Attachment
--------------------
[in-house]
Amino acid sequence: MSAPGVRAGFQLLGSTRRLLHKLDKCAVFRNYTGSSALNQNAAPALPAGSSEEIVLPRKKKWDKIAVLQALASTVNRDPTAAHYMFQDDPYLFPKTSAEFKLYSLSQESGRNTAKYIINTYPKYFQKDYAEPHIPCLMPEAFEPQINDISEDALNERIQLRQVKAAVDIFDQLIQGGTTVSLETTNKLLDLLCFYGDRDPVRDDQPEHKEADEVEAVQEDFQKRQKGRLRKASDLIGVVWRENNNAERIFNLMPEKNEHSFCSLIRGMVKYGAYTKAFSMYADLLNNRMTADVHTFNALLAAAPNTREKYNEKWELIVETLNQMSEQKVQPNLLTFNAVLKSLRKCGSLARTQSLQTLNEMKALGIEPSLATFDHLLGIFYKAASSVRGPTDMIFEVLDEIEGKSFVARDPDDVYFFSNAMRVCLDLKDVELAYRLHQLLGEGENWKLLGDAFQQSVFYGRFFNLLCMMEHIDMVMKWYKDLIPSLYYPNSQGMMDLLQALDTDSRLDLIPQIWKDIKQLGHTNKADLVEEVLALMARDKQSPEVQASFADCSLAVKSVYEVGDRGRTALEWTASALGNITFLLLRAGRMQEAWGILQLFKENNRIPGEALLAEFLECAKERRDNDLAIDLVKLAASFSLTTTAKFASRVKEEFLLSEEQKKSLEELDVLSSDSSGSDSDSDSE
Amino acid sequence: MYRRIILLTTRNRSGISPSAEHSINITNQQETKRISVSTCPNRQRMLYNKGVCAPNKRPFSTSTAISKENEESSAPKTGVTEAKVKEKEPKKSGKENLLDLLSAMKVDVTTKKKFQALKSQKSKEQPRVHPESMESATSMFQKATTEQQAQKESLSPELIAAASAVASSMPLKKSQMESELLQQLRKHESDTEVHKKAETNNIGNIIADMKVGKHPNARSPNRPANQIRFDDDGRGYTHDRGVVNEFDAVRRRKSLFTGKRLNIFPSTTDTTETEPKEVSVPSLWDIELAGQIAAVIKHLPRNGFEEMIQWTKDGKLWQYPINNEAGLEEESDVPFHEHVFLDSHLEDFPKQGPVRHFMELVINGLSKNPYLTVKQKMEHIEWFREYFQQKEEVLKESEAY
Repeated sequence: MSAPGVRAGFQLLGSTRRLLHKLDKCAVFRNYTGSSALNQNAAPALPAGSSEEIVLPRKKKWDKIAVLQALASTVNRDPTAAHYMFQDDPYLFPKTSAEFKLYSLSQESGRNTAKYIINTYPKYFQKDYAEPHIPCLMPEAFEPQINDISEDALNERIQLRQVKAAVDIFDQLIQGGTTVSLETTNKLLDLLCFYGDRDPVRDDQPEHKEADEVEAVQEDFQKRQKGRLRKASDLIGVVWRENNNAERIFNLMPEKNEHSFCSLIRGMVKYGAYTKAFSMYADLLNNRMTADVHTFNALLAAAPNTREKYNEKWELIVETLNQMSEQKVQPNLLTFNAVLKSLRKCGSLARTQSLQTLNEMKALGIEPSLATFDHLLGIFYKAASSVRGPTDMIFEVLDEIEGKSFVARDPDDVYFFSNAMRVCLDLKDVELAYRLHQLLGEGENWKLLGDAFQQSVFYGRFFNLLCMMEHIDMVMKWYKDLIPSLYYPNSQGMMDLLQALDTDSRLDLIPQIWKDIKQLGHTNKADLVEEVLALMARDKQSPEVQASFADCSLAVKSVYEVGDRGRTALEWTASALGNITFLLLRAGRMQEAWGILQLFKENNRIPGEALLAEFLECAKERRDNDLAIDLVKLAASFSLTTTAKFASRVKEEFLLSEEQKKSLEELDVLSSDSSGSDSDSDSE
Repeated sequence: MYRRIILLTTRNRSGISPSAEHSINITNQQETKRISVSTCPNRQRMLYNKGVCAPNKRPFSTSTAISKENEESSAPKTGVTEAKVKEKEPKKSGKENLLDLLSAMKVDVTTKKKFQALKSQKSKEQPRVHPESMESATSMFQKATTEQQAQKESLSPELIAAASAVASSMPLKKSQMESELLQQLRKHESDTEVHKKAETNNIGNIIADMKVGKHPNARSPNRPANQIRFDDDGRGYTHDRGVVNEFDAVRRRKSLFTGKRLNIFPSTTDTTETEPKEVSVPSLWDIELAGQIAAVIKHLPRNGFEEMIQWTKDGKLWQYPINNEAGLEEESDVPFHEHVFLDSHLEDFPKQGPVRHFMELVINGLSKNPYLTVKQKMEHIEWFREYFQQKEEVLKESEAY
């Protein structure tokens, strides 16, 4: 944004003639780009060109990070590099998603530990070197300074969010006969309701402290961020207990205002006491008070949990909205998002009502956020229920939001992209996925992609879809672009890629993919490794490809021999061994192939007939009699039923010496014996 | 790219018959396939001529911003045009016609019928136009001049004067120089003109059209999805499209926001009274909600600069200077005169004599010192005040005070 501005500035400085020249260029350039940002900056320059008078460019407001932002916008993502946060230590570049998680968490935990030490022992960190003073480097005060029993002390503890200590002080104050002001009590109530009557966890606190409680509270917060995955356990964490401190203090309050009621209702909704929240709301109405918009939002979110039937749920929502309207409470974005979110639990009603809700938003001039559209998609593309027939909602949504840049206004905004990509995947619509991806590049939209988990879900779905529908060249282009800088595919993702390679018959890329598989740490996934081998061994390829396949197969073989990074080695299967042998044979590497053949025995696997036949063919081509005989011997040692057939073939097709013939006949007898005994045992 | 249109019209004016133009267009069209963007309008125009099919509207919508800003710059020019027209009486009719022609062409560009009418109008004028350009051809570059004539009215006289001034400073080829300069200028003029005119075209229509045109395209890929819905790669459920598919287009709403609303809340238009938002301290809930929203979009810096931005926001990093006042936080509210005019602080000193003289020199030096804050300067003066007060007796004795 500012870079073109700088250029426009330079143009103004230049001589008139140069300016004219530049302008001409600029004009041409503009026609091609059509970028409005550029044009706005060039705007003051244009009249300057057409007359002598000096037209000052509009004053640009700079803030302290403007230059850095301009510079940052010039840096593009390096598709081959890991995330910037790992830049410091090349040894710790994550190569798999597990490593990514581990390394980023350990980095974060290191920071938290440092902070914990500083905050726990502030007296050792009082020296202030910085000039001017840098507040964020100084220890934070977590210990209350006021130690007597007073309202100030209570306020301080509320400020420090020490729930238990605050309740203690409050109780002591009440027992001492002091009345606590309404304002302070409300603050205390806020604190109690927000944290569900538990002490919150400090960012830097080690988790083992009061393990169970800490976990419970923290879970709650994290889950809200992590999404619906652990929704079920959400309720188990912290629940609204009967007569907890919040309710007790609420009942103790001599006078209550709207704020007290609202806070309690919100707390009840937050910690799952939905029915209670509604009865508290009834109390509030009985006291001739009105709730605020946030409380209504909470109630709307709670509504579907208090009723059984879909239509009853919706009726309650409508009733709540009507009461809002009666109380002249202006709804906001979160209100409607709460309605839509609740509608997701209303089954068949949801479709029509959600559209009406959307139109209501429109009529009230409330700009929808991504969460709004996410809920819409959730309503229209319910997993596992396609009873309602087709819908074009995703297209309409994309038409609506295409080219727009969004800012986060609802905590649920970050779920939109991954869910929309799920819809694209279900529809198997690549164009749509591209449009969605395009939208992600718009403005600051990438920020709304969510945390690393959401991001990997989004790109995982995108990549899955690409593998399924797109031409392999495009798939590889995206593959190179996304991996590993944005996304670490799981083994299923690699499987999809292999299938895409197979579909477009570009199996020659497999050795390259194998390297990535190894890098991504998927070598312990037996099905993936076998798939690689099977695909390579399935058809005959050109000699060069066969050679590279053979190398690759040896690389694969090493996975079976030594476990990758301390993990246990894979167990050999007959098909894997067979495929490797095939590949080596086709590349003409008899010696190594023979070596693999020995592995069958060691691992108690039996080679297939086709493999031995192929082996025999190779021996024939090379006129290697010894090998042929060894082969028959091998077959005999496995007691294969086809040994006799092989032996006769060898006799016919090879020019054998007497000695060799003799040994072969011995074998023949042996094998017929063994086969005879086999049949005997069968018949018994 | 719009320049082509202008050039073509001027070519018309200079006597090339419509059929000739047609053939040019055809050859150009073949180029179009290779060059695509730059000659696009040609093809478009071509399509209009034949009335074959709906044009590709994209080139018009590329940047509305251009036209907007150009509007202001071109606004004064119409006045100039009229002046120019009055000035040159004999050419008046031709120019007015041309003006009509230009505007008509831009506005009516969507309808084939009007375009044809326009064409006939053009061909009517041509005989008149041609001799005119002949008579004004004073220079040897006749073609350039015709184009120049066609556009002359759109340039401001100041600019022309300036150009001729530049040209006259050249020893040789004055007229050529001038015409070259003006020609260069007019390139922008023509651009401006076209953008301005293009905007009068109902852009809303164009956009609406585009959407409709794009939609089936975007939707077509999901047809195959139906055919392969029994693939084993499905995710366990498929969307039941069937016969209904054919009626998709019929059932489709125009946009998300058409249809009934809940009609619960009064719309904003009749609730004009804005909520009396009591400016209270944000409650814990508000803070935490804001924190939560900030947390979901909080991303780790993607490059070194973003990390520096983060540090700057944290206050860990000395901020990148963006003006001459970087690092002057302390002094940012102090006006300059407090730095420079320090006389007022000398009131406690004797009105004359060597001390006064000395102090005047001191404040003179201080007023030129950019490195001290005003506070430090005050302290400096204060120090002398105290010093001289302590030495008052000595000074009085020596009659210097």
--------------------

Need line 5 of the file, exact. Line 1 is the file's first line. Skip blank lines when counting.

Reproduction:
Repeated sequence: MYRRIILLTTRNRSGISPSAEHSINITNQQETKRISVSTCPNRQRMLYNKGVCAPNKRPFSTSTAISKENEESSAPKTGVTEAKVKEKEPKKSGKENLLDLLSAMKVDVTTKKKFQALKSQKSKEQPRVHPESMESATSMFQKATTEQQAQKESLSPELIAAASAVASSMPLKKSQMESELLQQLRKHESDTEVHKKAETNNIGNIIADMKVGKHPNARSPNRPANQIRFDDDGRGYTHDRGVVNEFDAVRRRKSLFTGKRLNIFPSTTDTTETEPKEVSVPSLWDIELAGQIAAVIKHLPRNGFEEMIQWTKDGKLWQYPINNEAGLEEESDVPFHEHVFLDSHLEDFPKQGPVRHFMELVINGLSKNPYLTVKQKMEHIEWFREYFQQKEEVLKESEAY